Throwing a Spades Party

Enjoying my Spades Night & Book Launch

Enjoying my Spades Night & Book Launch

You can’t have a book titled “Life in Spades” without actually playing spades at some point.  With about 50 friends and associates, we held our first event, a Spades Night & Book Launch on May 21.  Yes, on a Tuesday night, of all days of the week.  Why?  Of course because that’s when Gina, Sherry, Laura, and Cookie play spades.  And, in keeping with their tradition, we had delicious munchies – crabcakes, pork sliders, egg rolls, and a full cheese platter – and plenty of drinks.  With brand new decks of cards, we got down to the spades games, folks pairing off with friends and new friends.  We had guys vs. gals, and couple vs. friends.  All in all, I think everyone had a great time.  So much so, that several guests mentioned that I need to have another one soon.

To throw your own spades party, here’s a few simple suggestions.

  • Have plenty of drinks and easy to grab with one hand munchies
  • Divide up the “experts” and the “novices” to help keep the peace as much as possible (you know these things can get a little heated sometime)
  • Have a winning score (200 for a shorter game, 500 for longer) and a maximum time to play
  • Offer a fun prize.  We had Sangria drink mix, crystal ice buckets, shot glasses, and gift certificates to cater a party from Savory Gourmet on the table for the winners.
  • Provide the rules of the night – everyone plays spades slightly differently (nil bids, blind bids, overbidding are all up for negotiation), this will make sure everyone is in agreement as to what’s allowed

And do you need to be reminded to have fun?  Enjoy!

6 Tips for your Writing Group

For me, and I believe most other writers, writing is a solitary process. In fact, there were only a handful of people who even knew I was writing a book at all. In the very beginning, I shared the first few chapters with a couple friends and asked them what did they think of this as a premise for a book.  When they gave me the thumbs up, I worked to finish my manuscript, a very long and slow process of writing, re-writing, deleting, and re-writing some more. It was too much to ask friends to read in their spare time, but I definitely needed another set of eyes to look things over.  Why? Because what made sense in my head didn’t always translate that way on paper. Hence, I formed a writing group with like-minded and similarly goaled writers to critique each other’s work.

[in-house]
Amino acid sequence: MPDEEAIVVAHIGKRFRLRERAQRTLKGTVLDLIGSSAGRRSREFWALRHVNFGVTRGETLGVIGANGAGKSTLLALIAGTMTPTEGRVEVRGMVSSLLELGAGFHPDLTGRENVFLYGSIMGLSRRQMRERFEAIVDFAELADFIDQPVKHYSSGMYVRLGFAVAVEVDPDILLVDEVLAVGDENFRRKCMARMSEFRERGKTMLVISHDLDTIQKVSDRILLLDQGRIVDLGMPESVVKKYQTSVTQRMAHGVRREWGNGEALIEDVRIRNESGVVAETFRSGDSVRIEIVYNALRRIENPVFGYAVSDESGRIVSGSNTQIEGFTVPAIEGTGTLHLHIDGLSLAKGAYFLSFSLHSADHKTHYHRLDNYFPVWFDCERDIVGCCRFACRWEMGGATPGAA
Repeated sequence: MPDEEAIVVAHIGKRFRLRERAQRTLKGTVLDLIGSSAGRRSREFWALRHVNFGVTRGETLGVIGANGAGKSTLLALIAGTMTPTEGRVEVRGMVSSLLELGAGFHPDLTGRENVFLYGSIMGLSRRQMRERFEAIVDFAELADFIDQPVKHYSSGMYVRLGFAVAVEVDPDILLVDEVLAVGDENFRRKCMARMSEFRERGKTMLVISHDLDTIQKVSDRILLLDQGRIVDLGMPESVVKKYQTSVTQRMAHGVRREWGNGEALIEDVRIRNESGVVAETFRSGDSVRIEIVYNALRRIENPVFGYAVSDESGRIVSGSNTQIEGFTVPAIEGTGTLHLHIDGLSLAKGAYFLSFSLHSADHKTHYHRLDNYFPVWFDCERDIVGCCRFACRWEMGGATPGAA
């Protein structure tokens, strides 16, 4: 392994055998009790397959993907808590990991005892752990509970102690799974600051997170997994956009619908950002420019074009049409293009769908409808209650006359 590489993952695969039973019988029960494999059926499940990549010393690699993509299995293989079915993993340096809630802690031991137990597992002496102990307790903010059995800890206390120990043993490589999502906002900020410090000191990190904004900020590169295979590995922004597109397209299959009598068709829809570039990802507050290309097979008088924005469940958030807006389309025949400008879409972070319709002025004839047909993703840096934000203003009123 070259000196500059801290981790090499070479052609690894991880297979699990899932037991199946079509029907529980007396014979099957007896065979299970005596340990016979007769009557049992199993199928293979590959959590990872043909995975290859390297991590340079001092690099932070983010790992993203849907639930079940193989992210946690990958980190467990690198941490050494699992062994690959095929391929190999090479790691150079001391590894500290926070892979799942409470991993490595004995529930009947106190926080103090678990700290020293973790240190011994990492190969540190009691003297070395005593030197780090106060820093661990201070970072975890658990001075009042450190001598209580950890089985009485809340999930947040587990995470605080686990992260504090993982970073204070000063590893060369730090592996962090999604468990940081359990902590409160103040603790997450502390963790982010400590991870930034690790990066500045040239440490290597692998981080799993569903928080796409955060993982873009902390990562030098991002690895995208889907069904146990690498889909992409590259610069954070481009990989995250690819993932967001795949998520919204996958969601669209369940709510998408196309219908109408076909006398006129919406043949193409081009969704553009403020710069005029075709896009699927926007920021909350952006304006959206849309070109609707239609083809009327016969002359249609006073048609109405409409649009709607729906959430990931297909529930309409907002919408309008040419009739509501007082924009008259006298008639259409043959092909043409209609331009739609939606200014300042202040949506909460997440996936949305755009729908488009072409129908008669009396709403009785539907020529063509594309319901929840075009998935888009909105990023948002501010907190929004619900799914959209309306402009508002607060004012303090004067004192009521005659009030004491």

If you are in the same situation of writing – whether you’re working on a novel, a short story, a script, a poem, or anything in between – you may also find a writing group to be useful.  Here are my tips in forming, or joining, such a group.

Identify writers who are working in the same general genre.  For instance, the other members of my Wednesday group are all working on fiction novels, although the particular niche is slightly different. We have chic-lit/romance and fantasy, but they are all women-focused fiction. You can determine whether it matters if some are working on short story versus novel, but I think poems and novels would be a bad mix. Why? Because the writing style is different, the length of the work is different. You want to be working on similar projects.